The loss, announced today by Lloyd’s of London, shows just how severe the second costliest year for catastrophes on record for the insurance industry actually was. Lloyd’s announced a loss of £516 million ($822 million) for 2011 – a large, but in retrospect a comparatively low, figure, given the extent of the claims.

Lloyd’s stated that it had incurred total net claims of £12.9 billion ($20.55 billion) during 2011, including £4.6 billion ($7.33 billion) of catastrophe claims, “making it the largest catastrophe claims year on record for the 324-year-old insurance market.”

The claims from the world’s global catastrophes included “flooding in Australia in January, the second earthquake in New Zealand in February, the Japanese earthquake and tsunami in March and the floods in Thailand beginning in July.”

Lloyd’s figures for losses from natural catastrophes for the insurance industry in 2011 were slightly lower than those from Swiss Re, at $107 billion, compared to $110 billion.

Lloyd’s Chief Executive Richard Ward stated: “Make no mistake, 2011 was a difficult year for the insurance industry. Given the scale of the claims, a loss is unsurprising but it reflects what we’re here to do – help communities and businesses rebuild after disaster.

“It is also reassuring that, despite this loss, our financial strength has been maintained,” he added. “It’s testament to Lloyd’s robust oversight and professionalism in the market today.

“However I am disappointed that, given the exceptional level of catastrophes in 2011, insurance rates have not responded more positively. These events demonstrate the need for the industry to show discipline in terms of pricing.”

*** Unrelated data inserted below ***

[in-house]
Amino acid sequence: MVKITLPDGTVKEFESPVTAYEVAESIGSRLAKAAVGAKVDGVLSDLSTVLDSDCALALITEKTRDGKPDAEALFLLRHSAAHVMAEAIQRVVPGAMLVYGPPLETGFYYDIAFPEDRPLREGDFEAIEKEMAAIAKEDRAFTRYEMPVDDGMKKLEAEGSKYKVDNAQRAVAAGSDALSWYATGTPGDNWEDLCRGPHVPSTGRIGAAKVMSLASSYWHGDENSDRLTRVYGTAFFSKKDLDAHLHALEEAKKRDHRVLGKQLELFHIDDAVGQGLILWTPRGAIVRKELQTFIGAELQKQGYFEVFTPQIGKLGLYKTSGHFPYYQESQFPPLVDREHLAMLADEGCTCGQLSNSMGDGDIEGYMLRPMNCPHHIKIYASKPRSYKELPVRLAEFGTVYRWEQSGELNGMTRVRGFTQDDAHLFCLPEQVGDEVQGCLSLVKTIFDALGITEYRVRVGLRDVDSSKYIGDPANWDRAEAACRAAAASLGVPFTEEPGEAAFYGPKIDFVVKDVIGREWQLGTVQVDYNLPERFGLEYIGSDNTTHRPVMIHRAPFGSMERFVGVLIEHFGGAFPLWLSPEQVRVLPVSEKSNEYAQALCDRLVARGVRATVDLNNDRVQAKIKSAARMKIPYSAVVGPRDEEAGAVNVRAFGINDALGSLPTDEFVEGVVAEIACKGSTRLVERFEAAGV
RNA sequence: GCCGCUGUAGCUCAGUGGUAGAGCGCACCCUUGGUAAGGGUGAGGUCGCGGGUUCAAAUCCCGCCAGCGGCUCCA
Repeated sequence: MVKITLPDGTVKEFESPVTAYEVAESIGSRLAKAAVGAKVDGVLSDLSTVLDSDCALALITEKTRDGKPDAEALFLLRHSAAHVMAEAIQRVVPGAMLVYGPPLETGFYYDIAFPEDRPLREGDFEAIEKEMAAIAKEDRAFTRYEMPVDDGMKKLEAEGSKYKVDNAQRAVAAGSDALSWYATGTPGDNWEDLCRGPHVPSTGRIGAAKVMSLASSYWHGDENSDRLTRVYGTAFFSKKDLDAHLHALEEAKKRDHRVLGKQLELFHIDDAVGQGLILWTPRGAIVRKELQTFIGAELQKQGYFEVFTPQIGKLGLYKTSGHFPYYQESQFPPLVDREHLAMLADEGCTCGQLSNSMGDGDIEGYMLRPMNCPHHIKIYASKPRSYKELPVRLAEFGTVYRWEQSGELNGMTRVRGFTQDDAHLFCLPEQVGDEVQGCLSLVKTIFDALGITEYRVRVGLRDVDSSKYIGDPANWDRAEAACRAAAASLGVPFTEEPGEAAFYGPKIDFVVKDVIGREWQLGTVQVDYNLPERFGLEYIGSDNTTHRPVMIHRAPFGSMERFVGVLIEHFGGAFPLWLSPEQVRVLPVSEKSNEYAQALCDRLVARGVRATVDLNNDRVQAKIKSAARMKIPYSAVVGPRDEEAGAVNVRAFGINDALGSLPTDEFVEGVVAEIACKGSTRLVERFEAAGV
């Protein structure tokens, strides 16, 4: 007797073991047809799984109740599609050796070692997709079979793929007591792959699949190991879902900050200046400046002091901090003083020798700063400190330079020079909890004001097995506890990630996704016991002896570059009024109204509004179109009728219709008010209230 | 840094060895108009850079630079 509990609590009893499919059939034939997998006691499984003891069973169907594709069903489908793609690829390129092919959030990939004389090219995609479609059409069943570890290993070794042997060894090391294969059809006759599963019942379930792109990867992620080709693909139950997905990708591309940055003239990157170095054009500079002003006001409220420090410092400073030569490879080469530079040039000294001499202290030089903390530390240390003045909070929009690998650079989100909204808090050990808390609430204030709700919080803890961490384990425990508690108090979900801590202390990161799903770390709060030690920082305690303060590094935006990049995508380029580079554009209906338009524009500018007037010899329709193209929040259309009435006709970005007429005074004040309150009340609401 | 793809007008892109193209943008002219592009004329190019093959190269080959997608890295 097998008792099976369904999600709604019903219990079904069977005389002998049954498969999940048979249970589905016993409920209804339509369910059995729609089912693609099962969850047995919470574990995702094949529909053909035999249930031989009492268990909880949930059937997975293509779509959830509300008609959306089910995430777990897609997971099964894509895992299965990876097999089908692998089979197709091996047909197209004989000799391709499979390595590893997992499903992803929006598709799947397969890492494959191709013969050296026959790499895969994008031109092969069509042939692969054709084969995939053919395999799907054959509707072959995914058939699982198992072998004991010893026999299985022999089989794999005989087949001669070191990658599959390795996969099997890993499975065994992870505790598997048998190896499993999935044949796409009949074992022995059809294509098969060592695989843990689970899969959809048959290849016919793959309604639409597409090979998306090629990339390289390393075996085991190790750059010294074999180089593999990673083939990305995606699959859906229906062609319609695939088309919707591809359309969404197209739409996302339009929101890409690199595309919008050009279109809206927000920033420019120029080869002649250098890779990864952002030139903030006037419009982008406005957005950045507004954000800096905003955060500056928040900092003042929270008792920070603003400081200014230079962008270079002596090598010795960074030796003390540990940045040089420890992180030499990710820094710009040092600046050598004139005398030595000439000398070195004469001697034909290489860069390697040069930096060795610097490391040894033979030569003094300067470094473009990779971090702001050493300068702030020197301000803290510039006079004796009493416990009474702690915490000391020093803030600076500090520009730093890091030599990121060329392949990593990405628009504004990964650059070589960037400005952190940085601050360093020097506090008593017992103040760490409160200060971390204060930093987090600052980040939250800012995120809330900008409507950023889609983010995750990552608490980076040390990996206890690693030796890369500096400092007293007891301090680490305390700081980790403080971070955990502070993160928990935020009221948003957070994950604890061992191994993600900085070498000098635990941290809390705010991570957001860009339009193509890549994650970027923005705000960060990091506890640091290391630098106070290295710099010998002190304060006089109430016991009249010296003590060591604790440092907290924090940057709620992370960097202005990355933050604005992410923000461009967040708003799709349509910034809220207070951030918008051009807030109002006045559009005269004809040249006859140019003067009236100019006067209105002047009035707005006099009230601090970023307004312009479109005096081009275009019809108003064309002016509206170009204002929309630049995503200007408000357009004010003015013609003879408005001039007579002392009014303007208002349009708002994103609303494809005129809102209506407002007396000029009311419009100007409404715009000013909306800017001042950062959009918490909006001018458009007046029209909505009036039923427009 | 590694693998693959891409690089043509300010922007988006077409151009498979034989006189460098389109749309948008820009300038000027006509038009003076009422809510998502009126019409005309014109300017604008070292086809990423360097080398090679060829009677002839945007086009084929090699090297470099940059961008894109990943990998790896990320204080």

Lloyd’s Chairman John Nelson pointed out: “The Lloyd’s market has emerged from its largest catastrophe year ever in a strong position. Our strong capital position is unchanged and we were able to make a profit in the second half of the year despite the floods in Thailand and continuing low investment returns.”

He also noted that “2012 remains challenging for insurers with tough economic conditions globally. It is vital that the market continues to take a disciplined approach to underwriting.”

Lloyd’s report listed the following financial highlights:
• Loss before tax of £516 million ($822 million); 2010: profit of £2.195 billion ($3.5 billion).
• Combined ratio of 106.8 percent (2010: 93.3 percent) – in line with an estimated average of: 108 percent for US property and casualty insurers; 107 percent for US reinsurers; 105 percent for Bermuda insurers and reinsurers, and 101 percent for European insurers and reinsurers.
• Total resources of the Society of Lloyd’s and its members at £58.870 billion (US$93.786 billion); 2010: £55.230 billion ($87.973 billion).
• Central assets at £2.388 billion ($3.803 billion); 2010: £2.377 billion ($3.786 billion).
• Investment return of £955 million ($1.521 billion); 2010: £1.258 billion ($2.003 billion).
• Prior year reserve surpluses of £1.173 billion ($1.867 billion); 2010: £1.016 billion ($1.618 billion).

Source: Lloyd’s of London